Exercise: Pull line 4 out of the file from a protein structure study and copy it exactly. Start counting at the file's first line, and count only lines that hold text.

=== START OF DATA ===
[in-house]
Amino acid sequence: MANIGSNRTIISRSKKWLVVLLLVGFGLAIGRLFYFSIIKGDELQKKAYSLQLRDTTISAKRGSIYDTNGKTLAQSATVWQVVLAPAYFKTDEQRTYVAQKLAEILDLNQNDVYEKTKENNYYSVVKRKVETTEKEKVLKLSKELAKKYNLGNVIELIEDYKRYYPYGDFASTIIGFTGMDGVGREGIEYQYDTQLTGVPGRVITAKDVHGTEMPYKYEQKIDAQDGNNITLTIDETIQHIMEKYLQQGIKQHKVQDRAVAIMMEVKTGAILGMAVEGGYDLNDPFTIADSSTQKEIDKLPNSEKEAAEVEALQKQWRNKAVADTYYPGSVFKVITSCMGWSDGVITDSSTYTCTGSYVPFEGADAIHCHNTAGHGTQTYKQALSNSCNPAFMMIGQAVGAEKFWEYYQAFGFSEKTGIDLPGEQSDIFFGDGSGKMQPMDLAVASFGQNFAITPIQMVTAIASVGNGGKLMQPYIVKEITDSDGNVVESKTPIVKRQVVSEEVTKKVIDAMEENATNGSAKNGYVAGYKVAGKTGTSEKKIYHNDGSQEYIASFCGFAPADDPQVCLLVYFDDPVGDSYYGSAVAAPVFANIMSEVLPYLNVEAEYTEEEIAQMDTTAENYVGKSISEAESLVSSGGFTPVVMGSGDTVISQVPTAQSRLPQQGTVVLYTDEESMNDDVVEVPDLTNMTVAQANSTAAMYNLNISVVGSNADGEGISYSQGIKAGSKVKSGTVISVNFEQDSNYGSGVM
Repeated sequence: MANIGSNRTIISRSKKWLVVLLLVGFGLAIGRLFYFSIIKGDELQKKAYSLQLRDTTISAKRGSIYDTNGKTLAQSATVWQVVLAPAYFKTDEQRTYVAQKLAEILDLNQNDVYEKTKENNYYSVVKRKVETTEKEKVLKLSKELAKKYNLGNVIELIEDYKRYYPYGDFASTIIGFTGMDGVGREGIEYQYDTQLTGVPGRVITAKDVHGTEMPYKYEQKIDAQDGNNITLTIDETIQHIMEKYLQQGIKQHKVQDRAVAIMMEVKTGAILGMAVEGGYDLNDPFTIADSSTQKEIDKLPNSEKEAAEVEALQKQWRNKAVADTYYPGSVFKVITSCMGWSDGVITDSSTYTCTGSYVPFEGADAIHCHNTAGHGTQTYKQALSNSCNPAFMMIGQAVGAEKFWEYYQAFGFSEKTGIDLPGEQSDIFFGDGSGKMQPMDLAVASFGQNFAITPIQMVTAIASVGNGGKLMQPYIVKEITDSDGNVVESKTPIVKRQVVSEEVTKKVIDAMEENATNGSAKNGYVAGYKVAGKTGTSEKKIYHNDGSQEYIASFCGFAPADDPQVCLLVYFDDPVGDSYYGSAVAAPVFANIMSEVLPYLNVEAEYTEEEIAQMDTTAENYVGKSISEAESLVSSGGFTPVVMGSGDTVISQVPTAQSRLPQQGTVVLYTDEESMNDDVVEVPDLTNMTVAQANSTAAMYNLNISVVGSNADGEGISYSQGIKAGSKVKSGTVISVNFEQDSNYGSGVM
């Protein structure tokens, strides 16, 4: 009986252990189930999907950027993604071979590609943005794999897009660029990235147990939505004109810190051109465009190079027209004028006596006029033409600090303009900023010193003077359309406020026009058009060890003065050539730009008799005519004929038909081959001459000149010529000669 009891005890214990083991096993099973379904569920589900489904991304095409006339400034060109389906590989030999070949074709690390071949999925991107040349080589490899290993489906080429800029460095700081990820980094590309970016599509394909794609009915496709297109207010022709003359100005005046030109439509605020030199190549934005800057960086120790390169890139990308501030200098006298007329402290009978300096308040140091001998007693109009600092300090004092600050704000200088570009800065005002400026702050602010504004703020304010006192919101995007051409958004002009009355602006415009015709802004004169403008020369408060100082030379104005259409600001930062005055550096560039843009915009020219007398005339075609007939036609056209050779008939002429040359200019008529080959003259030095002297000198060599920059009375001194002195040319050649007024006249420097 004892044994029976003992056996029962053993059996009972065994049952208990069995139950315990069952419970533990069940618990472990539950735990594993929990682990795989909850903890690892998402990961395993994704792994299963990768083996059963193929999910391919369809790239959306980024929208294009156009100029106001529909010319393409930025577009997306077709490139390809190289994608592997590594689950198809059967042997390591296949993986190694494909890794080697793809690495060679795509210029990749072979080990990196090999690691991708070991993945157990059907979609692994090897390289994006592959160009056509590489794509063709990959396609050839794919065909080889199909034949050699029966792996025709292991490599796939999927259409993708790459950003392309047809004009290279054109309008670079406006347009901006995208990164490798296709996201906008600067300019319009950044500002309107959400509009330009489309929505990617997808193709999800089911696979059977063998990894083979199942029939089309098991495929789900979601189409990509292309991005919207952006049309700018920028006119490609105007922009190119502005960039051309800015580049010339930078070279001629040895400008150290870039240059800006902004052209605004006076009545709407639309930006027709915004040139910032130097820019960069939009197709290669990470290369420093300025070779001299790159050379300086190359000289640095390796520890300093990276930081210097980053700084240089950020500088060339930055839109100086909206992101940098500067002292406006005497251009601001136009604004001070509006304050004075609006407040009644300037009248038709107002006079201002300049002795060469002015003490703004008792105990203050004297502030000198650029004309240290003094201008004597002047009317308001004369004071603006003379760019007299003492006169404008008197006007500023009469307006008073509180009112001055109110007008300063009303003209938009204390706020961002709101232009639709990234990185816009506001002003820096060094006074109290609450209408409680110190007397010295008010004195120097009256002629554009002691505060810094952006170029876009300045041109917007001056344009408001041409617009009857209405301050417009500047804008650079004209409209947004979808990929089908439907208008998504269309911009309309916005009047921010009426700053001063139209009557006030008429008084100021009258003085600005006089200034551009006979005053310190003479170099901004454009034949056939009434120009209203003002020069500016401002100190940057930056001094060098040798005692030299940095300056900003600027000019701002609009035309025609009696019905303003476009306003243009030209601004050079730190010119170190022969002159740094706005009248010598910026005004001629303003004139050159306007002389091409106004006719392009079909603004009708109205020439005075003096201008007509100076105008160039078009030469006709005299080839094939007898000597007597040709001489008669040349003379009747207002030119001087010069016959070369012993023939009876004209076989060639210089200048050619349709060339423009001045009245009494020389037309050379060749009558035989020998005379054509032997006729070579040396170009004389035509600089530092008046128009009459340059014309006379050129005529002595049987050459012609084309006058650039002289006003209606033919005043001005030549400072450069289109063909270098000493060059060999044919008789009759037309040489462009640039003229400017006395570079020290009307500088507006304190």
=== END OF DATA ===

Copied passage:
């Protein structure tokens, strides 16, 4: 009986252990189930999907950027993604071979590609943005794999897009660029990235147990939505004109810190051109465009190079027209004028006596006029033409600090303009900023010193003077359309406020026009058009060890003065050539730009008799005519004929038909081959001459000149010529000669 009891005890214990083991096993099973379904569920589900489904991304095409006339400034060109389906590989030999070949074709690390071949999925991107040349080589490899290993489906080429800029460095700081990820980094590309970016599509394909794609009915496709297109207010022709003359100005005046030109439509605020030199190549934005800057960086120790390169890139990308501030200098006298007329402290009978300096308040140091001998007693109009600092300090004092600050704000200088570009800065005002400026702050602010504004703020304010006192919101995007051409958004002009009355602006415009015709802004004169403008020369408060100082030379104005259409600001930062005055550096560039843009915009020219007398005339075609007939036609056209050779008939002429040359200019008529080959003259030095002297000198060599920059009375001194002195040319050649007024006249420097 004892044994029976003992056996029962053993059996009972065994049952208990069995139950315990069952419970533990069940618990472990539950735990594993929990682990795989909850903890690892998402990961395993994704792994299963990768083996059963193929999910391919369809790239959306980024929208294009156009100029106001529909010319393409930025577009997306077709490139390809190289994608592997590594689950198809059967042997390591296949993986190694494909890794080697793809690495060679795509210029990749072979080990990196090999690691991708070991993945157990059907979609692994090897390289994006592959160009056509590489794509063709990959396609050839794919065909080889199909034949050699029966792996025709292991490599796939999927259409993708790459950003392309047809004009290279054109309008670079406006347009901006995208990164490798296709996201906008600067300019319009950044500002309107959400509009330009489309929505990617997808193709999800089911696979059977063998990894083979199942029939089309098991495929789900979601189409990509292309991005919207952006049309700018920028006119490609105007922009190119502005960039051309800015580049010339930078070279001629040895400008150290870039240059800006902004052209605004006076009545709407639309930006027709915004040139910032130097820019960069939009197709290669990470290369420093300025070779001299790159050379300086190359000289640095390796520890300093990276930081210097980053700084240089950020500088060339930055839109100086909206992101940098500067002292406006005497251009601001136009604004001070509006304050004075609006407040009644300037009248038709107002006079201002300049002795060469002015003490703004008792105990203050004297502030000198650029004309240290003094201008004597002047009317308001004369004071603006003379760019007299003492006169404008008197006007500023009469307006008073509180009112001055109110007008300063009303003209938009204390706020961002709101232009639709990234990185816009506001002003820096060094006074109290609450209408409680110190007397010295008010004195120097009256002629554009002691505060810094952006170029876009300045041109917007001056344009408001041409617009009857209405301050417009500047804008650079004209409209947004979808990929089908439907208008998504269309911009309309916005009047921010009426700053001063139209009557006030008429008084100021009258003085600005006089200034551009006979005053310190003479170099901004454009034949056939009434120009209203003002020069500016401002100190940057930056001094060098040798005692030299940095300056900003600027000019701002609009035309025609009696019905303003476009306003243009030209601004050079730190010119170190022969002159740094706005009248010598910026005004001629303003004139050159306007002389091409106004006719392009079909603004009708109205020439005075003096201008007509100076105008160039078009030469006709005299080839094939007898000597007597040709001489008669040349003379009747207002030119001087010069016959070369012993023939009876004209076989060639210089200048050619349709060339423009001045009245009494020389037309050379060749009558035989020998005379054509032997006729070579040396170009004389035509600089530092008046128009009459340059014309006379050129005529002595049987050459012609084309006058650039002289006003209606033919005043001005030549400072450069289109063909270098000493060059060999044919008789009759037309040489462009640039003229400017006395570079020290009307500088507006304190």